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Anthropology and Eastern Shore flooding

A group of anthropology majors from Washington College in Chestertown has spent the summer not at the beach, but as research assistants roaming the Eastern Shore, talking to residents about the risks of flooding and projected sea level rise. They’ve traveled through Talbot, Dorchester and Somerset counties talking to local residents about their communities, changes and their experiences with flooding.

And on a recent trip, Kirsten Webb and Hayley Hartman were visiting Roland and Sheilah Bradshaw at their home on Smith Island. Kirsten was hardly into her opening spiel about community response to flooding when Roland jumped in.

"Well, we had some flooding," he said. "But, you know, a lot of people say its sea level rise. I don’t believe in that."

Instead, he said, the island is washing away. There’s no flooding "until the wind comes to the east or we have a hurricane," he said. And everybody has flooding when there’s a hurricane.

Kirsten asks if he pays attention to the wind patterns and prepares if he knows the wind’s going to be blowing easterly. He says no, they’re used to it. They’re survivors who can make out with what a lot of people couldn’t make out with.

And they’re used to dealing with rising tides, adds Sheila. They’re different from on the mainland.

"When the tide comes up over here, we try to hurry up and go or come back and do what we got to do because then in a couple hours it’s gone," she said. "But in the city, see, it just builds up and builds up."

The Washington College project mirrors one conducted by students at Western Illinois University in 2008, when massive floods inundated communities along the Mississippi, Missouri and Illinois rivers. David Casagrande, who was on the faculty at the time and ran that project, said then-Governor Rod Blagojevich needed help responding to the situation by figuring out what made the folks along those rivers tick.

Casagrande, now an associate professor of anthropology at Lehigh University in Pennsylvania, said his students, who talked to “thousands and thousands of people,” were basically interested in perceptions and attitudes on flood insurance, how they perceived their risk and whether they would be willing to relocate.

Naturally, most folks don’t want to leave their homes, but Casagrande’s students found one whole town--Valmeyer, Illinois--where residents packed up and moved to higher ground. It wasn’t easy; it took a while, he said. But eventually, they did it.

"Not everybody leaves," Casagrande cautioned. "There are a few die-hards who are still living down in the flood plain, but they built a beautiful new town up on a bluff."

Aaron Lampman, a friend of Casagrande’s and an associate anthropology professor running the Washington College project, says they chose the Eastern Shore for this study because it’s one of the “hot spots” for flooding in the U.S.. And Maryland suffers some of the most repetitive flood loss in the country.

Lampman says they found "a really interesting dynamic" on the lower shore. Although they have maps put out by the Federal Emergency Management Administration (FEMA) that predict serious flooding and even inundation over the next 50 to 100 years, no one is talking about relocating.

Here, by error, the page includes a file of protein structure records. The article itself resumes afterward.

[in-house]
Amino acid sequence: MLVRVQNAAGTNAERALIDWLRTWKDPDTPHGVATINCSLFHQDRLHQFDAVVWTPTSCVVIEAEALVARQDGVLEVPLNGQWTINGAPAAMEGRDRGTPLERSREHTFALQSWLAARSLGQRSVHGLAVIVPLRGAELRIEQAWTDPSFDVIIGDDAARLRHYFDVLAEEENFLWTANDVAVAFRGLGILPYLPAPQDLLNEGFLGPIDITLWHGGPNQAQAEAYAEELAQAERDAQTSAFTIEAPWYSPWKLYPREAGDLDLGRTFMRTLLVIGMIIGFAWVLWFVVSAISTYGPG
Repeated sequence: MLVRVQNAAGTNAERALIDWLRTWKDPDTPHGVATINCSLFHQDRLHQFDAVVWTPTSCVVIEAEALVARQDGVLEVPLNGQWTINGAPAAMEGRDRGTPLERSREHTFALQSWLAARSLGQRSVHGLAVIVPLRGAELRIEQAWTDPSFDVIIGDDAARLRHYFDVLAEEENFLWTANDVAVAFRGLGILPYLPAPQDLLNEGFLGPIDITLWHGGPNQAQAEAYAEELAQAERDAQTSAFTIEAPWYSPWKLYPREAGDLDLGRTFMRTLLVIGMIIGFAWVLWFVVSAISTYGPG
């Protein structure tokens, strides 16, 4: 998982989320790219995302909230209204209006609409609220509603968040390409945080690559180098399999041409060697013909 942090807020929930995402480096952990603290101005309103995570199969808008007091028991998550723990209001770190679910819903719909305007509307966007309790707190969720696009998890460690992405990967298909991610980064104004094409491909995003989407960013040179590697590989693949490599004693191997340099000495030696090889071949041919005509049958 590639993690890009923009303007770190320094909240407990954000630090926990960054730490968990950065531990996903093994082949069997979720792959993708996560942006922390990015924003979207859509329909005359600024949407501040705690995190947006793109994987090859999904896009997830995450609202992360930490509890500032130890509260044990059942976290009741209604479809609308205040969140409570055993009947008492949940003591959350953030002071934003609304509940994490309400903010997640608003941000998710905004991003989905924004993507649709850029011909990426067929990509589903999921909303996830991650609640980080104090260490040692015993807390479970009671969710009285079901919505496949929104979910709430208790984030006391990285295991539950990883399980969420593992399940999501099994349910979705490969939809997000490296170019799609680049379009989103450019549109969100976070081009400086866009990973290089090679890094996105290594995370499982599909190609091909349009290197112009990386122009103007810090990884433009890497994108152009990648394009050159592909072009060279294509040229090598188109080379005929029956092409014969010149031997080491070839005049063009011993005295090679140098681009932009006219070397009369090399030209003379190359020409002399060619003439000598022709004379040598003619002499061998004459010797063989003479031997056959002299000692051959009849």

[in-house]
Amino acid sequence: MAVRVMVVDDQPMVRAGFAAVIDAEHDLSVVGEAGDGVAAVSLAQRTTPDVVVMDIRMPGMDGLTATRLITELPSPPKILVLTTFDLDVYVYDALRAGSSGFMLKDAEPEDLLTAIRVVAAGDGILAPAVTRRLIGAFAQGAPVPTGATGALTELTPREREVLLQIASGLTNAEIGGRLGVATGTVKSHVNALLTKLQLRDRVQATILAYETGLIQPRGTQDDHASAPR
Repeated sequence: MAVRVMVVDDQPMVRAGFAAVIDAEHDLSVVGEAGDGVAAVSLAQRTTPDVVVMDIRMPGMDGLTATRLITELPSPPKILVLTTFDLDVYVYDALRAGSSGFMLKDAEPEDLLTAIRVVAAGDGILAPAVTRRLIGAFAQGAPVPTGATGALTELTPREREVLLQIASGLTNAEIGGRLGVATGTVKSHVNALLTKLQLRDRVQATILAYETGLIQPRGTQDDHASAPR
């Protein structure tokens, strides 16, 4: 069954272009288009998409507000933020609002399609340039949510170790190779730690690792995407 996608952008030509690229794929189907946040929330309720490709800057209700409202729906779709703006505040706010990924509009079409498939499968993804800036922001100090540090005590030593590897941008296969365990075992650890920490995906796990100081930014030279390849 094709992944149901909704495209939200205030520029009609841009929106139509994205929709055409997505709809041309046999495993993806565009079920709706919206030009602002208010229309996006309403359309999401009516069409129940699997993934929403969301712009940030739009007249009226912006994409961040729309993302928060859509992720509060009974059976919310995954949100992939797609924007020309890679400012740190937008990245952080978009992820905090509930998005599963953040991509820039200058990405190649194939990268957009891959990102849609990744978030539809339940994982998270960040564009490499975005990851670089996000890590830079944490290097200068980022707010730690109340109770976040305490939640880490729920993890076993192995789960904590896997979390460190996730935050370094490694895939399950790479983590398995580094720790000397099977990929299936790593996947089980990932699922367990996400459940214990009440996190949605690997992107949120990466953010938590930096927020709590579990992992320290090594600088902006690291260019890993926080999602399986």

His students tell him they’re finding people with a sense of place, a deep attachment to the Chesapeake Bay and the lower Eastern Shore. Moving just doesn’t seem like an option to them.

"Many of them have lived here for six generations or more," Lampman said. "And they seem to have a sense of moral obligation of maintaining community in these places."

You can hear that as the Bradshaws talk about the different world they live in on Maryland’s last inhabited offshore island.

It may be inconvenient, says Sheila, “but I can’t imagine living somewhere else."

Not the way things are going on the mainland, adds Roland, what with drive-by shootings and other violence. On Smith Island, "you walk out any time you want of night or day and you don’t worry about nobody bothering you." 

Lampman says the students are finding that people are aware of more flooding, stronger and more frequent storms and erosion, but they don’t seem to think that’s translating into the loss of their land or their community. Instead, they talk about trying to find federal funding for structural solutions, sea walls, groins, break waters, elevating houses.

"You name it. If it’s a structural solution then people are pretty interested in it," he said, rather than thinking about relocation.

On Smith Island, the Corps of Engineers recently started a project to slow the erosion at Bradshaw’s community of Rhodes Point. The islanders have been trying to get that project for 50 years, Bradshaw says, and finally it’s here to keep the island from washing away.

"It’s been washing ever since I was a kid," he said. "Every time you have a lot of wind--like this past winter we had a lot of wind, coming from the west and nor’west—it washes away."

The students, who have been surviving on grants, have pretty much finished their interviews. They’ll be back in school in September to start looking for themes and patterns in the interviews. Meanwhile, Smith Islanders will continue to look for ways to hold off the water and preserve their homes.

Chesapeake: A Journalism Collaborative is funded with grant support from the Clayton Baker Trust, The Bancroft Foundation, Michael and Ann Hankin, The Jim and Patty Rouse Foundation, The Rob and Elizabeth Tyler Foundation, and the Mid-Shore Community Foundation.

Joel McCord is a trumpet player who learned early in life that that’s no way to make a living.
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